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“Prayer has two dimensions, one mysterious, the other not. There are simply too many cases of prayers being answered for us to deny that it makes a difference to our fate. It does. I once heard the following story. A man in a Nazi concentration camp lost the will to live—and in the death camps, if you lost the will to live, you died. That night he poured out his heart in prayer. The next morning, he was transferred to work in the camp kitchen. There he was able, when the guards were not looking, to steal potato peelings. It was these peelings that kept him alive. I heard this story from his son.” — Rabbi Sir Jonathan Sacks
Particularly over the last year, I’ve read how many people have called for prayers for themselves or others: prayers for those we care about in the Ricochet prayer group; prayers for understanding and solace. And a number of people have shared that they are praying for our country.
Knowing that we at Ricochet are a serious group that calls for action from our government that helps and doesn’t cripple us—securing the border, stopping eccentric and costly legislation, asking Republicans to act as if they care about America—I wonder if people also believe that prayer can have a positive effect on the future of our country.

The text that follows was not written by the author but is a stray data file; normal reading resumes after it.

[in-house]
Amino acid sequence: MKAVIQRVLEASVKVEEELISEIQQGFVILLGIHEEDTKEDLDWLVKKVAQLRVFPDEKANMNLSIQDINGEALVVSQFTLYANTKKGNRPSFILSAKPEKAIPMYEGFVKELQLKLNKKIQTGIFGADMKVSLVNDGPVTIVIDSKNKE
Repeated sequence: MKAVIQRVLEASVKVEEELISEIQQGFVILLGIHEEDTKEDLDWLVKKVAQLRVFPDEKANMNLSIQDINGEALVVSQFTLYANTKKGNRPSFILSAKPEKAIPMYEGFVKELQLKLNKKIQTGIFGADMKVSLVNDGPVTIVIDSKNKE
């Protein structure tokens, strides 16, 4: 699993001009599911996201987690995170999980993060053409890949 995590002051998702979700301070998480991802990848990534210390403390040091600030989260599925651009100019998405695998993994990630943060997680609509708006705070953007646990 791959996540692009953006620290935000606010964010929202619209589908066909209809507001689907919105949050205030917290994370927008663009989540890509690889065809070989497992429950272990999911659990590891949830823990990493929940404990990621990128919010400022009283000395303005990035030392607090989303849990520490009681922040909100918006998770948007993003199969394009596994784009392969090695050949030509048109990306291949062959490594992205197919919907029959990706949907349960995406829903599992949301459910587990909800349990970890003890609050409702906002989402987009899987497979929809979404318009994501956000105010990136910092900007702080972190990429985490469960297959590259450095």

Do you pray for America? Do you think it makes a difference? Do you believe that prayer can be helpful? Or do you think it’s a waste of time?
If you pray for the country, do you just pray out of habit, or because you assume that it simply can’t hurt?
I pray because I think it does matter. And that it might make a difference.
I guess it depends on whether G-d sees us as worthy of His help and guidance.
[photo courtesy of unsplash.com]Published in